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FLORA   INDICA.
lence of the winds, which in the Khasia sweep with tremen-
dous fordfe over the nearly level hill-tops.
The flora of the Naga hills is only known by the fc\y notes
published in Griffith's journals, as the collections which he
made there have not been distributed. Except lAquidtjtnbar
and Kaulfussia Assamica, Griffith notes no plants as differing
from those of the Khasia; the general forms are therefore
certainly the same. He especially alludes to the absence of
Conifera, of which however a species is said to abound ou tlie
lulls of Manipur, to the southward. Of genera huliwitiug
elevation, he mentions Acer, Vaccinia, Daphne., Herbaria,
Bucftlandia, Crawfardia, Viburnum, and Cyathea, nil equally
typical of elevation in the Khasia and Eastern Himalaya.
At lower levels, Oaks, Gordonia, Camellia, Mesita, Bucklandia,
Magnolia, dflsculus, Pandanus, Areca, Caryota, and trec-lbrus,
are indicated as prevalent forms.
4, CACHAR AND SILHJET.
The valley, or rather marshy plain of the r^ver Surma, which
lies to the south of the Khasia mountains, very much resem-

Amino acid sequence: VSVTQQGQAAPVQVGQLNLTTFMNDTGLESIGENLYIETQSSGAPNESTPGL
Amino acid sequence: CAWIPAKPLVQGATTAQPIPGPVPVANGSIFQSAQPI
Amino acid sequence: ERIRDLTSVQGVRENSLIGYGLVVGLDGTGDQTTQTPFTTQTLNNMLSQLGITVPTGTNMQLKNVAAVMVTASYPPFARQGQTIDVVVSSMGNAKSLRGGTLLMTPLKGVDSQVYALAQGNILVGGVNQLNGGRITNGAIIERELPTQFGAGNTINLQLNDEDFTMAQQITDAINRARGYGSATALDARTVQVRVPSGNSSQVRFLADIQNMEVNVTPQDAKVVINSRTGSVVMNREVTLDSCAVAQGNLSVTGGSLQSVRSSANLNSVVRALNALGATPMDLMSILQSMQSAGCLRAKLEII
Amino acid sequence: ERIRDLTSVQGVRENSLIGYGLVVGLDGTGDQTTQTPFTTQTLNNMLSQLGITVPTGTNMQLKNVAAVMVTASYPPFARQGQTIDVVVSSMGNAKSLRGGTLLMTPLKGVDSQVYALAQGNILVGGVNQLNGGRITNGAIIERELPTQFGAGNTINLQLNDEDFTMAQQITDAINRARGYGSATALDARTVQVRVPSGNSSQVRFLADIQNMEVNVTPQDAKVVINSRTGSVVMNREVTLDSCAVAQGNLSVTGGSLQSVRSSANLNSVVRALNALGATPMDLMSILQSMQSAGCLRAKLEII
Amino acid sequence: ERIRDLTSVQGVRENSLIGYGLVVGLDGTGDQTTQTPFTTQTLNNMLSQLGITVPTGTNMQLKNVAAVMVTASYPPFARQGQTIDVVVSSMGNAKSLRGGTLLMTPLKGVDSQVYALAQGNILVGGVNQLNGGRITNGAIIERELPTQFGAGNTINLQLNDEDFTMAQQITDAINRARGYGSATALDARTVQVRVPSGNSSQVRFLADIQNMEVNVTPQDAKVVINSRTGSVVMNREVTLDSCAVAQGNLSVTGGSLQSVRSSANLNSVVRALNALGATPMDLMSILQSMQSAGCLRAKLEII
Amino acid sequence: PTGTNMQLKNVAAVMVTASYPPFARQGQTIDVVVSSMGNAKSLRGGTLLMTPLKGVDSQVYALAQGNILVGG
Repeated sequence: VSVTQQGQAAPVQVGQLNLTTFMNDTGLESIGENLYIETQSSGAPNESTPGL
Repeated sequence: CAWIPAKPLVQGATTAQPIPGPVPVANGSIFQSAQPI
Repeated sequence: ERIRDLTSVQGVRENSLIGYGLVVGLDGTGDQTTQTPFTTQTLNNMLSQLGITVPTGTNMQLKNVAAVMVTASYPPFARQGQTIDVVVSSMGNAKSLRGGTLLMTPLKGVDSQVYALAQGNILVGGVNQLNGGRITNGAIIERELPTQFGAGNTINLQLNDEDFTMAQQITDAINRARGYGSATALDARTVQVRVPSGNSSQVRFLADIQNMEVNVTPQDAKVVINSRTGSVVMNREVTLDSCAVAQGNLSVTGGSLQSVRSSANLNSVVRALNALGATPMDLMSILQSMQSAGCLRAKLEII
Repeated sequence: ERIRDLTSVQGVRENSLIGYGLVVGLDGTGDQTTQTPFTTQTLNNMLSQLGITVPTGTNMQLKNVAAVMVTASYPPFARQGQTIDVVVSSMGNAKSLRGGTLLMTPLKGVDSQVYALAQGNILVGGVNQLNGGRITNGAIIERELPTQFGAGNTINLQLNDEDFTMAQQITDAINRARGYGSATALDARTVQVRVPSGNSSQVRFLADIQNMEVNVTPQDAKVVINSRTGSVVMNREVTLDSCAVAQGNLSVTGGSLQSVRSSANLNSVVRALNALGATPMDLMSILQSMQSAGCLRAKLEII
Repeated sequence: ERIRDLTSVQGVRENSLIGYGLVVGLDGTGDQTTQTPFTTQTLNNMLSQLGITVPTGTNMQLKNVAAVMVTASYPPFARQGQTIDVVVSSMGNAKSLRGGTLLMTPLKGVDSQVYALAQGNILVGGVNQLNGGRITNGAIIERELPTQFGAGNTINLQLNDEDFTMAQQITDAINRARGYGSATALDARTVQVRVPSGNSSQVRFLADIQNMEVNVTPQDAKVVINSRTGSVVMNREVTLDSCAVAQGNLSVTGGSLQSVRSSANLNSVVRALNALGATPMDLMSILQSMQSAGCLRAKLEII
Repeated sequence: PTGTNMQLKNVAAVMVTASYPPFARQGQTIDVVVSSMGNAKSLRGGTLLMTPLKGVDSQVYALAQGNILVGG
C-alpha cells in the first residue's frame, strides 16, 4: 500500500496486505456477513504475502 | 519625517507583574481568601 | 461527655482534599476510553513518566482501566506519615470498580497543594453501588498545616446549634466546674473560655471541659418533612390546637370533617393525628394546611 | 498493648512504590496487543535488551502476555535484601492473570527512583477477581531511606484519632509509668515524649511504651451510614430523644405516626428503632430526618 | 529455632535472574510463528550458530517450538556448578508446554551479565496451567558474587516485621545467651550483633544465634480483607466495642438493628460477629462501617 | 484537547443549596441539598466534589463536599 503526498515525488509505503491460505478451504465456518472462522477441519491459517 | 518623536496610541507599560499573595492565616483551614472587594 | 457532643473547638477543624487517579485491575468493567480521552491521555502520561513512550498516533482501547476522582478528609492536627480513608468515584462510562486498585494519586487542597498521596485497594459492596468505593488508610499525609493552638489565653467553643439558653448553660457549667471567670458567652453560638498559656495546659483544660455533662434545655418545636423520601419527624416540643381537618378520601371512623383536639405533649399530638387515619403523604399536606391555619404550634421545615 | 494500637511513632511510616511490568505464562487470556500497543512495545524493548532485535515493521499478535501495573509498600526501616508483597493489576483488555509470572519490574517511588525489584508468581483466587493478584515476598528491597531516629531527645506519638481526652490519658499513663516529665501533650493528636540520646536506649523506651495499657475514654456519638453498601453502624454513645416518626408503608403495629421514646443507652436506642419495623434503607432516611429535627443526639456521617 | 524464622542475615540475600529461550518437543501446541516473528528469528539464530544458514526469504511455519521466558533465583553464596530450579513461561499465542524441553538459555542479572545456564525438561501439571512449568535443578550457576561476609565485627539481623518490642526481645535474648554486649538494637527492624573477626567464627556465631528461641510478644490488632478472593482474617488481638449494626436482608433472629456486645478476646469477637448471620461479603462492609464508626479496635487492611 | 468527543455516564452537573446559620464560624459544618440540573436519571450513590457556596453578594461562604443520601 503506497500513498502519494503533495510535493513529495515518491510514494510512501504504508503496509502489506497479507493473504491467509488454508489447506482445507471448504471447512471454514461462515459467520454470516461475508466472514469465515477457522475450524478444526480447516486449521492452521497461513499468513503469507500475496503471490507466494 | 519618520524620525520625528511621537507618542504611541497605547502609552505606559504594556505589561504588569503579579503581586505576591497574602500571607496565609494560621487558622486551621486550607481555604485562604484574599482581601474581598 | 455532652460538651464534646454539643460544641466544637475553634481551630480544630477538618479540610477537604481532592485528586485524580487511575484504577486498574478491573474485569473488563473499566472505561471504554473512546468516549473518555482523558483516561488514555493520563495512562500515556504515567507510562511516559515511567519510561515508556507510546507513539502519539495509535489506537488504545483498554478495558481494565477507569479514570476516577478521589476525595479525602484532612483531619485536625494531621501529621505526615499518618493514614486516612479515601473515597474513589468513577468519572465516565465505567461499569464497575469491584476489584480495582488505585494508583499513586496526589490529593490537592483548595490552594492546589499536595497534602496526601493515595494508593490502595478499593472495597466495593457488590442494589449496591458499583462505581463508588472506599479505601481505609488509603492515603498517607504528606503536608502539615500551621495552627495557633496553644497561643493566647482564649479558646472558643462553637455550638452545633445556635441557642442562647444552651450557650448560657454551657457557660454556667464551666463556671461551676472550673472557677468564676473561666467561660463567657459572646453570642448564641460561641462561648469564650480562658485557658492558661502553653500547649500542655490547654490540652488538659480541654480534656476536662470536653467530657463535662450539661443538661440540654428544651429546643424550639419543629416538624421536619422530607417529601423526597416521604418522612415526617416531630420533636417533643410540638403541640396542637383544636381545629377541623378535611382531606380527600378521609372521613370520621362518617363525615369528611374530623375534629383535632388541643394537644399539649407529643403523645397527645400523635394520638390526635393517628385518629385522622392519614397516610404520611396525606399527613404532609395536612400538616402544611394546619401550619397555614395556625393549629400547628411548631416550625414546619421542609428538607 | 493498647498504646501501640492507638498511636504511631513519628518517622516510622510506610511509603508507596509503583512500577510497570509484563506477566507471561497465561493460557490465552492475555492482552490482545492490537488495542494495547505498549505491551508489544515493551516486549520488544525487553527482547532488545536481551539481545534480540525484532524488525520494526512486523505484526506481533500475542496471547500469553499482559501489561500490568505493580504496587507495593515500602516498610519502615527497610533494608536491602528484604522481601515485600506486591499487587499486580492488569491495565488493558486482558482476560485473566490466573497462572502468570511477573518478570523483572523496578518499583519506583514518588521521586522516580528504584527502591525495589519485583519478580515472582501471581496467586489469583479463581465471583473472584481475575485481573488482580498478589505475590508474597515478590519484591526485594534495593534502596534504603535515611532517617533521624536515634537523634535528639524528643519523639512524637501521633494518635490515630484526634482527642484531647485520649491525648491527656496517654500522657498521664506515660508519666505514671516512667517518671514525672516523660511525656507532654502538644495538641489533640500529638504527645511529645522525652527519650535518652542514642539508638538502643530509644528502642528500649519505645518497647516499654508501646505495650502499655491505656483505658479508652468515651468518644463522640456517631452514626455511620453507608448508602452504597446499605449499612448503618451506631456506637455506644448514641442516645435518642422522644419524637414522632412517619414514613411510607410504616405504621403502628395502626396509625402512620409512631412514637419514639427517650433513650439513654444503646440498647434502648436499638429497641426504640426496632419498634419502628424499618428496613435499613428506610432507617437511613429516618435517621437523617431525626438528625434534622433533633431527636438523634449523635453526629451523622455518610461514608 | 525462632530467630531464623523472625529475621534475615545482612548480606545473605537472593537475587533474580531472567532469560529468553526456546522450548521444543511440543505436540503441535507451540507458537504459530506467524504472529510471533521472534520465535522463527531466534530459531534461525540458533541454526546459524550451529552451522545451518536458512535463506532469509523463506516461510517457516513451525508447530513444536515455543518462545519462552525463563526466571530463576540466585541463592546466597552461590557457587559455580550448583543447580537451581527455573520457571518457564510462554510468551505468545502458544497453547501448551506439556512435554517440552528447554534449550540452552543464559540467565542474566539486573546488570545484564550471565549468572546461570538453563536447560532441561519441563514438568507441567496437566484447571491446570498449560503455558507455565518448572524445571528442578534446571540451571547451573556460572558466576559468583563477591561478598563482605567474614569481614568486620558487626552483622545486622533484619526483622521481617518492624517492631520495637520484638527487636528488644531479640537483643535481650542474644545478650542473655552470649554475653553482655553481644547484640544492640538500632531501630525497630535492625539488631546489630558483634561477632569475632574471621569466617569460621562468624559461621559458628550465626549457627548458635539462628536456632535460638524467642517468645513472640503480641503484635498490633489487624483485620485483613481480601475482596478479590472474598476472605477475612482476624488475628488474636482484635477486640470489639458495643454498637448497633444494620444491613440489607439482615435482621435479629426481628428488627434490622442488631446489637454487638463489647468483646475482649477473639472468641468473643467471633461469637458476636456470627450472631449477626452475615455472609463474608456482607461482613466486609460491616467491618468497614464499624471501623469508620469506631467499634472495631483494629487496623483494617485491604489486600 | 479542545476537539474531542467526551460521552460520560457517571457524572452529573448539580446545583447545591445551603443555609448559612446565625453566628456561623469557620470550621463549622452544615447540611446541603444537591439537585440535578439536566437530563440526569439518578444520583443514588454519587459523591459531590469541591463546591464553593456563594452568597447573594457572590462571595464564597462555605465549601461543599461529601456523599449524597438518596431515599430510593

bles the Assam valley in its general features. Tt is an open
plain, scarcely raised above the level of the sea, which is three
hundred miles distant, and presenting here and there a few
scattered hills: below, it expands into the Jheels of Eastern
Bengal,, and contracts in its upper part, as the spurs of the
Tippera and Naga hills encroach upon it, separating fertile
plains, by narrow ridges covered with dense forest. The moun-
tains which skirt this .plain on the north nowhere attain an
elevation of more than 7000 feet, and those on the south are
very low and everywhere covered with dense forest. The cli-
mate is the same as that of Bengal and Assam, but more
healthy; the rains are heavy, the winter more mild, and the
spring xrtbis* and not hot. The rain-fall at Silhet is very
great, more than 300 inches having been registered in one
year. -At Cachar it is equally heavy.
The vegetation of the open plains of Silhet is the same as